William Penn (left) was born in London, son of Admiral Penn. It is interesting to note that his spiritual interests changed on several occasions, but all because of a deep abiding trust in Jesus Christ. Owing to his religious views, he underwent much persecution. While imprisoned for seven months in the Tower of London, he wrote his book No Cross, No Crown. He was twice imprisoned in Newgate (for preaching openly), and once in Fleet, so that it is true to say he was as at home in prisons as in palaces. In 1696 Penn made the acquaintance of Peter the Great, Czar of Russia, and attempted to convert him to Quakerism. In the United States Penn is best remembered as the founder of Pennsylvania, named for the admiral.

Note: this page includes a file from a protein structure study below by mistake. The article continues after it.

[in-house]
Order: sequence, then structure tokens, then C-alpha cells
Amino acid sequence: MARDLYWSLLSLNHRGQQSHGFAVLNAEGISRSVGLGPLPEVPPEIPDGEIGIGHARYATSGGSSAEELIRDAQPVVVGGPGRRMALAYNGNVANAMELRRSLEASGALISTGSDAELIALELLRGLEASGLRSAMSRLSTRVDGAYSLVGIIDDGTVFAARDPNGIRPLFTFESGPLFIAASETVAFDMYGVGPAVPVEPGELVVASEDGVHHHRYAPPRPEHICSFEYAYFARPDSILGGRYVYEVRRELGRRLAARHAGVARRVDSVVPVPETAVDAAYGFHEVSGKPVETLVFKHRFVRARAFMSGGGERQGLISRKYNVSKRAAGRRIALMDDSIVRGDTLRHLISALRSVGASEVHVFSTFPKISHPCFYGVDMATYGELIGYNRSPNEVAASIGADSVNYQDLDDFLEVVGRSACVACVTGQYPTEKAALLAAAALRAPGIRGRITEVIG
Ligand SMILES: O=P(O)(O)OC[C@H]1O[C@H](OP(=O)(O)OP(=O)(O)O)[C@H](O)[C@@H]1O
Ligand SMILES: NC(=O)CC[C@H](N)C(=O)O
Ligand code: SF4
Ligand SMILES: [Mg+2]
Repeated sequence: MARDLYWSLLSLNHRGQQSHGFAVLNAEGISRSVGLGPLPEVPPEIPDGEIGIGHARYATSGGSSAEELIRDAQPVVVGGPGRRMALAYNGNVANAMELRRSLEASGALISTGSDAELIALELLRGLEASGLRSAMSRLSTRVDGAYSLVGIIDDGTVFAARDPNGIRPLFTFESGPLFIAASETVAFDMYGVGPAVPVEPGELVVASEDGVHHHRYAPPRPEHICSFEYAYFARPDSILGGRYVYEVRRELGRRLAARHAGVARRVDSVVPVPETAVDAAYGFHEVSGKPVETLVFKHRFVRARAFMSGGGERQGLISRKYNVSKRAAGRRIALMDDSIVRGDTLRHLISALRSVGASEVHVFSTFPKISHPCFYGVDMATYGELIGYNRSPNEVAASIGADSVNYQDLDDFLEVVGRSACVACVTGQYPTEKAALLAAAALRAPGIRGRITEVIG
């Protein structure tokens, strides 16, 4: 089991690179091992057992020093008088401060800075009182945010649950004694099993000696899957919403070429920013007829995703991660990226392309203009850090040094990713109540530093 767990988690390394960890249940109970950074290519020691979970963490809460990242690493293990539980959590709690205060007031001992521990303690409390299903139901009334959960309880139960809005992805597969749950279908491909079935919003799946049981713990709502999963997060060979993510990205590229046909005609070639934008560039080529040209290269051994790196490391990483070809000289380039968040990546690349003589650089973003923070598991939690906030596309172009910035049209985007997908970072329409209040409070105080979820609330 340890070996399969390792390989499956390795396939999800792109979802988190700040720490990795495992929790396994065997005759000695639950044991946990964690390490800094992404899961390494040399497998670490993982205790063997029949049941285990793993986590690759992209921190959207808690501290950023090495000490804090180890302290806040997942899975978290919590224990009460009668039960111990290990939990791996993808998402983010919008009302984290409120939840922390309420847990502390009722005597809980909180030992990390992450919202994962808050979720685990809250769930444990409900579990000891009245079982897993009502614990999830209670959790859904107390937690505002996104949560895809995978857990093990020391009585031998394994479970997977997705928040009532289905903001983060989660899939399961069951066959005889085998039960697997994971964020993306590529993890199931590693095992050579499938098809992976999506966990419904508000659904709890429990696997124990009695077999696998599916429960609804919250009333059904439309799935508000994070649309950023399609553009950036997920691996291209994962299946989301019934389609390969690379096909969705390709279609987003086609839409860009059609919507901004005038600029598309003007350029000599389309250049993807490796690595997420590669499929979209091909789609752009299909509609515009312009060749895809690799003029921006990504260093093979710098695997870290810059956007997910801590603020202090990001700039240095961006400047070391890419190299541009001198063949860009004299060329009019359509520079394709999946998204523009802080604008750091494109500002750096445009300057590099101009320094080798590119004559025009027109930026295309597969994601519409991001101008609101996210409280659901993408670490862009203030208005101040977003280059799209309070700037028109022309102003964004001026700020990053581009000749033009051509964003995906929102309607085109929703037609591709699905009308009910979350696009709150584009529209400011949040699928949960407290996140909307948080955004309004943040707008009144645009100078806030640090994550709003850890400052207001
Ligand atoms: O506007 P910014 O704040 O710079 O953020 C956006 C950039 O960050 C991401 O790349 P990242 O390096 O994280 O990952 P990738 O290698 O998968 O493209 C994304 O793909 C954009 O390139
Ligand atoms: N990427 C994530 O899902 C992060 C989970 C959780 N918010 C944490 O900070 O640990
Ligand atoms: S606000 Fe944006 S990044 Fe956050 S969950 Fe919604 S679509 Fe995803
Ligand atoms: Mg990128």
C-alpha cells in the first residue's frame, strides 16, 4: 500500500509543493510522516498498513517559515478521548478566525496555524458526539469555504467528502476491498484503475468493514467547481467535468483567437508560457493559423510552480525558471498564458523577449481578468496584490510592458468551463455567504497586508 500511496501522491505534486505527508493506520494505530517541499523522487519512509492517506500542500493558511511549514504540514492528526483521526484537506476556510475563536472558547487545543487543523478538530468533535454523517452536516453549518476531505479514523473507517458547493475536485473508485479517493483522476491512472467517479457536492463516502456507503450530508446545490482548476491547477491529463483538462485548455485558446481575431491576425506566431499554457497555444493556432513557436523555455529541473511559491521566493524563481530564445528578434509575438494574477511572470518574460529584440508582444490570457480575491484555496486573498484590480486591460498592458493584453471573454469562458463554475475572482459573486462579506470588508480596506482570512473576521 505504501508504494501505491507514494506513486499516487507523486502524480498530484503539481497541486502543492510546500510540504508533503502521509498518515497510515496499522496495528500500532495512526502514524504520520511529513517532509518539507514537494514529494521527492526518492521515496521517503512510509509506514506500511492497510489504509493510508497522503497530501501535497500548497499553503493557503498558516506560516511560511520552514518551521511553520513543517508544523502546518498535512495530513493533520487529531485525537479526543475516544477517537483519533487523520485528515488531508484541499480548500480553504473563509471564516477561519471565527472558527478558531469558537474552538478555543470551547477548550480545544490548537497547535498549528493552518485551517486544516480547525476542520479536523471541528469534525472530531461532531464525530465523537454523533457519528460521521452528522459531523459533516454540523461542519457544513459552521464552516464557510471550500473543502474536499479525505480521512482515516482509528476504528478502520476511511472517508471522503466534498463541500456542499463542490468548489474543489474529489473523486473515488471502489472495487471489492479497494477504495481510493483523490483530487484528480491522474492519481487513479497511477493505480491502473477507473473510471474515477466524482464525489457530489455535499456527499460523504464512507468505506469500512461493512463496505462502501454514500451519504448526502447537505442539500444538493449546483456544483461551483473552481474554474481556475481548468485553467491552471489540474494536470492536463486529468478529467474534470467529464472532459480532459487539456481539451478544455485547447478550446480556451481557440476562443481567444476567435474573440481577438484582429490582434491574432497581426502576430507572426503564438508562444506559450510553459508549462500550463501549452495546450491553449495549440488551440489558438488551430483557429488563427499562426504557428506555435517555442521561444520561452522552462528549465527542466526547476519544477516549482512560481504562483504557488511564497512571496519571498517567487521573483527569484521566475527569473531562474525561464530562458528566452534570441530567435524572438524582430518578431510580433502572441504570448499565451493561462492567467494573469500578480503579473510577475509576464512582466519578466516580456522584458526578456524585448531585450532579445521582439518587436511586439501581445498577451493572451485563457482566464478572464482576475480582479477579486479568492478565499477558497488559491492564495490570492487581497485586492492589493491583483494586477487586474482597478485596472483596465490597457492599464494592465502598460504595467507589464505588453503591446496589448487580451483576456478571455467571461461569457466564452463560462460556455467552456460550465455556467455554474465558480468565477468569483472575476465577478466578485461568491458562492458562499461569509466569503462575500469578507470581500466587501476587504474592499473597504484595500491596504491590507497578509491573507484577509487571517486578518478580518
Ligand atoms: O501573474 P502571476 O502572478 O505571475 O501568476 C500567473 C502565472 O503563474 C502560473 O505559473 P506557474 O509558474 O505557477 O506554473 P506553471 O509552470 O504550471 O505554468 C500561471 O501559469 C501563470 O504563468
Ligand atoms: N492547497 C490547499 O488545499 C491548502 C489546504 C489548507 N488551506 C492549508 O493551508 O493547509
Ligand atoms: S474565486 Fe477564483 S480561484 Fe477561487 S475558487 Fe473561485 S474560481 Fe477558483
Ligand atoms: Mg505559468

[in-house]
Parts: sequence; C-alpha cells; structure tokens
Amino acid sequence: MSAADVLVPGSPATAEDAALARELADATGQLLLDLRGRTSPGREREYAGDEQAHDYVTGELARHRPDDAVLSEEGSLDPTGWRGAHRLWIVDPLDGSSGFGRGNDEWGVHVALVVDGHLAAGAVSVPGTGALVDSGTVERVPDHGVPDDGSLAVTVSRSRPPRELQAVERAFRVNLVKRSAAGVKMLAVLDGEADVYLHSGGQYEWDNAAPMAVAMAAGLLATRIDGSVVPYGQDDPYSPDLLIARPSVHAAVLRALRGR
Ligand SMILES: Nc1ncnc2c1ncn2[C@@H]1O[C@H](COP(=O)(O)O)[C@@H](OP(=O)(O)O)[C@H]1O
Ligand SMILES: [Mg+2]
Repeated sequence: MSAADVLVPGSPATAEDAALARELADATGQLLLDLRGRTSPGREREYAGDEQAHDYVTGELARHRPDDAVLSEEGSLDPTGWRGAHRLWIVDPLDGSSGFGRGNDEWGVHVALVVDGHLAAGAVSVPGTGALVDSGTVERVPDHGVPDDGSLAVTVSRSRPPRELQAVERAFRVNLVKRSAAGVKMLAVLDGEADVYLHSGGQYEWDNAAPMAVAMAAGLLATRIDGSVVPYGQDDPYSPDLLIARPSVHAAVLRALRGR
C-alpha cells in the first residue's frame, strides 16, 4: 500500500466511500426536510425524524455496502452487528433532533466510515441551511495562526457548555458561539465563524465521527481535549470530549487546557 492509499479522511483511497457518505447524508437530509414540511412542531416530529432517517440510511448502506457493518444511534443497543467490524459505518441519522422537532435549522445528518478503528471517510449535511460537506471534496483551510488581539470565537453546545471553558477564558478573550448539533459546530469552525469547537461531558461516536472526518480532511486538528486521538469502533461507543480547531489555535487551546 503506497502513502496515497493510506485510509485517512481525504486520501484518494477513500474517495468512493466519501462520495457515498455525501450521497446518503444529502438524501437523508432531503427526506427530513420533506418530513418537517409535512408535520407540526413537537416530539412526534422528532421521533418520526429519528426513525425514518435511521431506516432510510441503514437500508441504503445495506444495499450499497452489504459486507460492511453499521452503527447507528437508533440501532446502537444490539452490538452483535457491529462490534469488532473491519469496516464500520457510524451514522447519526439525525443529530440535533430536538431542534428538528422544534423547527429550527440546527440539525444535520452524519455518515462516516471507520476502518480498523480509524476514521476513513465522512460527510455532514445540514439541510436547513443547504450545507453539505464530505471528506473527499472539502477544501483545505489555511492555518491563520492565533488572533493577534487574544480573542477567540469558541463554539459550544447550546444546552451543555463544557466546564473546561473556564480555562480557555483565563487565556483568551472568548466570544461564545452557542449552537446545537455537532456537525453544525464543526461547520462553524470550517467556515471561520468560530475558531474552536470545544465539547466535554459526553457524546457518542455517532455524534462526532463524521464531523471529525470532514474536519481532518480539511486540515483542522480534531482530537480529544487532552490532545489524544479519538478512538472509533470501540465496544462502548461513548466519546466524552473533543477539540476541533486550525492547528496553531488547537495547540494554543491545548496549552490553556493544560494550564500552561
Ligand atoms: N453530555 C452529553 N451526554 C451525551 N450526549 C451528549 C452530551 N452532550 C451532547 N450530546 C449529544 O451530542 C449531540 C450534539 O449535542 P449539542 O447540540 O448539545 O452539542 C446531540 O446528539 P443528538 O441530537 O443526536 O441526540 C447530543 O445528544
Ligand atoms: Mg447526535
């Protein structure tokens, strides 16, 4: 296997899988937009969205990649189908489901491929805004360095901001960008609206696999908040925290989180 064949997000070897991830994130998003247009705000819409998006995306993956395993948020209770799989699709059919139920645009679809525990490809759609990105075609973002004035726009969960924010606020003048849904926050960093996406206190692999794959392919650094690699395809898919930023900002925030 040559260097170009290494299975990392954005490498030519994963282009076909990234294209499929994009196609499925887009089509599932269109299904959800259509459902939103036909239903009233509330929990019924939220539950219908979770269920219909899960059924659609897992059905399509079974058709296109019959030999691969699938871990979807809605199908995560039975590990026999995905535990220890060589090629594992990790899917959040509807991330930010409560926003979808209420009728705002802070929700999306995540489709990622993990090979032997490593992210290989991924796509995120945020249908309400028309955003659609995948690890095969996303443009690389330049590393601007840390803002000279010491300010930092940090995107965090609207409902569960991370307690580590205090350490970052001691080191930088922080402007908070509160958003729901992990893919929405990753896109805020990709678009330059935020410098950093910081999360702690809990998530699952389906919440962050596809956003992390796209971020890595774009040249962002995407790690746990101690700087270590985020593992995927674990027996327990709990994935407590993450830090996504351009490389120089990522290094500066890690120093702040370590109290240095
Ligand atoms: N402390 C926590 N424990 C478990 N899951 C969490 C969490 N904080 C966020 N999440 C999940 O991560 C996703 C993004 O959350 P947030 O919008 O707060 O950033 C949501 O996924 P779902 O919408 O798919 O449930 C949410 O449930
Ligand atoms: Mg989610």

Henry "Harry" Allen Ironside was born at Toronto, Canada and set aside as dead. A nurse discovered a pulse and popped him in warm water. Converted at age 14, he immediately began to preach, becoming one of America's best beloved Bible teachers. A Salvation Army officer for a time, he later joined the Plymouth Brethren. From 1930-1948 he pastored at the Moody Memorial Church in Chicago, his only pastorate. Surprisingly, he was never ordained. For over fifty years, Ironside traveled widely as an evangelist and Bible teacher. He authored over sixty books, mostly popular Bible commentaries. He was on a preaching tour in New Zealand in 1951 when he died.